are affected first

Tolerance to manganese deficiency is usually conferred by an ability to extract more efficiently available manganese from soils that are considered deficient.

Mechanisms that are involved in the improved extraction of manganese from the soil include the production of root exudates, differences in excess cation uptake thus

affecting the pH of the rhizosphere, and changes in root density . The genotypic variation within species for manganese efficiency can be utilized by breeding programs

to develop more efficient varieties .
 Tolerance to manganese deficiency may be attributed to one or more of the following five adaptive mechanisms :

Manganese toxicity is a major problem worldwide and occurs mainly in poorly drained, acid soils owing to the interactions mentioned previously. However, not all poorly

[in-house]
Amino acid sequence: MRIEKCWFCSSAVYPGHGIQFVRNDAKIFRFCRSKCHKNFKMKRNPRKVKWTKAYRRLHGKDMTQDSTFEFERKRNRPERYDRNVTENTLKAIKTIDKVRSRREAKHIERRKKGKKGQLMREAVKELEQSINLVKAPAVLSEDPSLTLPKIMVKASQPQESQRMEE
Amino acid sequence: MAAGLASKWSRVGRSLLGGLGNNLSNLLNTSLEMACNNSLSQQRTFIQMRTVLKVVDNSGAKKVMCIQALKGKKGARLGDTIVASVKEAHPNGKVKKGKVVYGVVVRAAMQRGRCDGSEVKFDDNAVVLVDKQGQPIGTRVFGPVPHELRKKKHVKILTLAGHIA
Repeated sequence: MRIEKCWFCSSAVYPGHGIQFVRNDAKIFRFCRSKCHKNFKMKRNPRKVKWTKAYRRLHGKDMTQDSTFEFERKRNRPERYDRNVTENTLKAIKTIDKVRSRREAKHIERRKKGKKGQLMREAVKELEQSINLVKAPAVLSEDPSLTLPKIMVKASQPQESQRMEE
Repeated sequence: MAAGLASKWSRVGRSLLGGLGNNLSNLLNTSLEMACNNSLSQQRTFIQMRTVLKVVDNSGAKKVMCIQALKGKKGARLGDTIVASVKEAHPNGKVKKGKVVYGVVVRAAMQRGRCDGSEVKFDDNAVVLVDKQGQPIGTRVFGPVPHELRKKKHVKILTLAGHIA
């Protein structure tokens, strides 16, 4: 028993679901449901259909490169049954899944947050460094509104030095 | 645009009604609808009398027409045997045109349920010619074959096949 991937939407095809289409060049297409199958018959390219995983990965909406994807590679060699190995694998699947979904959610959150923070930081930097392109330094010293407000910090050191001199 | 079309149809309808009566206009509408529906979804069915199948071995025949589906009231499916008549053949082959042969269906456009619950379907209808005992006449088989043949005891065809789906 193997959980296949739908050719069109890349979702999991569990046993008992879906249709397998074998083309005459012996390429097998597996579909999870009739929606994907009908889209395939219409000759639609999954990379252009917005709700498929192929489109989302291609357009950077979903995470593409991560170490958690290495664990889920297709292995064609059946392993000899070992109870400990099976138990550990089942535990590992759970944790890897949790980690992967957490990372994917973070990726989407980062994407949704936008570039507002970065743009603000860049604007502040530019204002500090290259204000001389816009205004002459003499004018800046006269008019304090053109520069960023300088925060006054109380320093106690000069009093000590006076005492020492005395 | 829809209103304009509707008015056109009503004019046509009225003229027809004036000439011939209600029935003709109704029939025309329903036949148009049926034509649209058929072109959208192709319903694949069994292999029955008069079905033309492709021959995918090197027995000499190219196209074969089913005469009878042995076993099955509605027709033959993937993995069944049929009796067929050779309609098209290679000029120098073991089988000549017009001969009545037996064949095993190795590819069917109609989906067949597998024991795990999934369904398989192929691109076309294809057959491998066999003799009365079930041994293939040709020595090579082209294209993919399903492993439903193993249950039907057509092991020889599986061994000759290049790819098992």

drained soils are sources of manganese toxicity as reported by Beckwith and co-workers , who noted that flooding often increased the pH, thus reducing the availability

of manganese. Tropical, subtropical, and temperate soils have all been reported to be sources of manganese at concentrations high enough to produce visible symptoms of

toxicity. In the tropics, toxicity has been reported in tropical grasses grown in the Catalina (basalt) and the Fajardo (moderately permeable) clayey soils of Puerto

Rico , and in ryegrass (Lolium spp. L.) grown on red-brown clayey loam and granite-mica schists in Uganda, Africa . Among the subtropical regions, toxicity has been

reported in subtropical United States in poorly drained soils and soils on limestone  and on ultisols. However, the impermeability of soils does not seem essential for